Writes (update, insert, delete)

Select rows or invidiual columns from tables in Dart

Updates and deletes

You can use the generated classes to update individual fields of any row:

Future moveImportantTasksIntoCategory(Category target) {
  // for updates, we use the "companion" version of a generated class. This wraps the
  // fields in a "Value" type which can be set to be absent using "Value.absent()". This
  // allows us to separate between "SET category = NULL" (`category: Value(null)`) and not
  // updating the category at all: `category: Value.absent()`.
  return (update(todos)
      ..where((t) => t.title.like('%Important%'))
      category: Value(target.id),

Future updateTodo(Todo entry) {
  // using replace will update all fields from the entry that are not marked as a primary key.
  // it will also make sure that only the entry with the same primary key will be updated.
  // Here, this means that the row that has the same id as entry will be updated to reflect
  // the entry's title, content and category. As its where clause is set automatically, it
  // cannot be used together with where.
  return update(todos).replace(entry);

Future feelingLazy() {
  // delete the oldest nine tasks
  return (delete(todos)..where((t) => t.id.isSmallerThanValue(10))).go();

⚠️ Caution: If you don't explicitly add a where clause on updates or deletes, the statement will affect all rows in the table!


You can very easily insert any valid object into tables. As some values can be absent (like default values that we don't have to set explicitly), we again use the companion version.

// returns the generated id
Future<int> addTodo(TodosCompanion entry) {
  return into(todos).insert(entry);

All row classes generated will have a constructor that can be used to create objects:

    title: Value('Important task'),
    content: Value('Refactor persistence code'),

If a column is nullable or has a default value (this includes auto-increments), the field can be omitted. All other fields must be set and non-null. The insert method will throw otherwise.

Multiple insert statements can be run efficiently by using a batch. To do that, you can use the insertAll method inside a batch:

Future<void> insertMultipleEntries() async{
  await batch((batch) {
    // functions in a batch don't have to be awaited - just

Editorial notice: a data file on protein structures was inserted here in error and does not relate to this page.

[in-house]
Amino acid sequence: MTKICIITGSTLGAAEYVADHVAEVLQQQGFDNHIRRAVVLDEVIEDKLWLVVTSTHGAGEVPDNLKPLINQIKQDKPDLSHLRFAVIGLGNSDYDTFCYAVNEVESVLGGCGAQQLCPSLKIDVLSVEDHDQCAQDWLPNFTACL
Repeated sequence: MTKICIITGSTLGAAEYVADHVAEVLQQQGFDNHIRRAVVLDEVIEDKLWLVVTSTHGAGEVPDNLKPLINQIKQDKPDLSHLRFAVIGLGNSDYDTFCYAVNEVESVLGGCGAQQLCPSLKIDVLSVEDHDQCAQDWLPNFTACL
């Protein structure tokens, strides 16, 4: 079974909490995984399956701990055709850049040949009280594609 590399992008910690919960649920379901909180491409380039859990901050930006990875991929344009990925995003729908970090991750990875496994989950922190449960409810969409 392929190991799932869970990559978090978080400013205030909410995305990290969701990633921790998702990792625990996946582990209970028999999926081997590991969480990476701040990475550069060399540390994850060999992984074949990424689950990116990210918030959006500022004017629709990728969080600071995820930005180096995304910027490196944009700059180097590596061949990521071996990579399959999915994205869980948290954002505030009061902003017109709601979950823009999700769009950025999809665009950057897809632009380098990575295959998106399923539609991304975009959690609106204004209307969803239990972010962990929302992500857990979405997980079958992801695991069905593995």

// await the whole batch afterwards.
    batch.insertAll(todos, [
        title: 'First entry',
        content: 'My content',
        title: 'Another entry',
        content: 'More content',
        // columns that aren't required for inserts are still wrapped in a Value:
        category: Value(3),
      // ...

Batches are similar to transactions in the sense that all updates are happening atomically, but they enable further optimizations to avoid preparing the same SQL statement twice. This makes them suitable for bulk insert or update operations.


Upserts are a feature from newer sqlite3 versions that allows an insert to behave like an update if a conflicting row already exists.

This allows us to create or override an existing row when its primary key is part of its data:

class Users extends Table {
  TextColumn get email => text()();
  TextColumn get name => text()();

  Set<Column> get primaryKey => {email};

Future<int> createOrUpdateUser(User user) {
  return into(users).insertOnConflictUpdate(user);

When calling createOrUpdateUser() with an email address that already exists, that user's name will be updated. Otherwise, a new user will be inserted into the database.

Inserts can also be used with more advanced queries. For instance, let's say we're building a dictionary and want to keep track of how many times we encountered a word. A table for that might look like

class Words extends Table {
  TextColumn get word => text()();
  IntColumn get usages => integer().withDefault(const Constant(1))();

  Set<Column> get primaryKey => {word};

By using a custom upserts, we can insert a new word or increment its usages counter if it already exists:

Future<void> trackWord(String word) {
  return into(words).insert(
    WordsCompanion.insert(word: word),
    onConflict: DoUpdate(
        (old) => WordsCompanion.custom(usages: old.usages + Constant(1))),

Note that this requires a fairly recent sqlite3 version (3.24.0) that might not be available on older Android devices when using drift_sqflite. NativeDatabases and sqlite3_flutter_libs includes the latest sqlite on Android, so consider using it if you want to support upserts.

Also note that the returned rowid may not be accurate when an upsert took place.


You can use insertReturning to insert a row or companion and immediately get the row it inserts. The returned row contains all the default values and incrementing ids that were generated.

Note: This uses the RETURNING syntax added in sqlite3 version 3.35, which is not available on most operating systems by default. When using this method, make sure that you have a recent sqlite3 version available. This is the case with sqlite3_flutter_libs.

For instance, consider this snippet using the tables from the getting started guide:

final row = await into(todos).insertReturning(TodosCompanion.insert(
  title: 'A todo entry',
  content: 'A description',

The row returned has the proper id set. If a table has further default values, including dynamic values like CURRENT_TIME, then those would also be set in a row returned by insertReturning.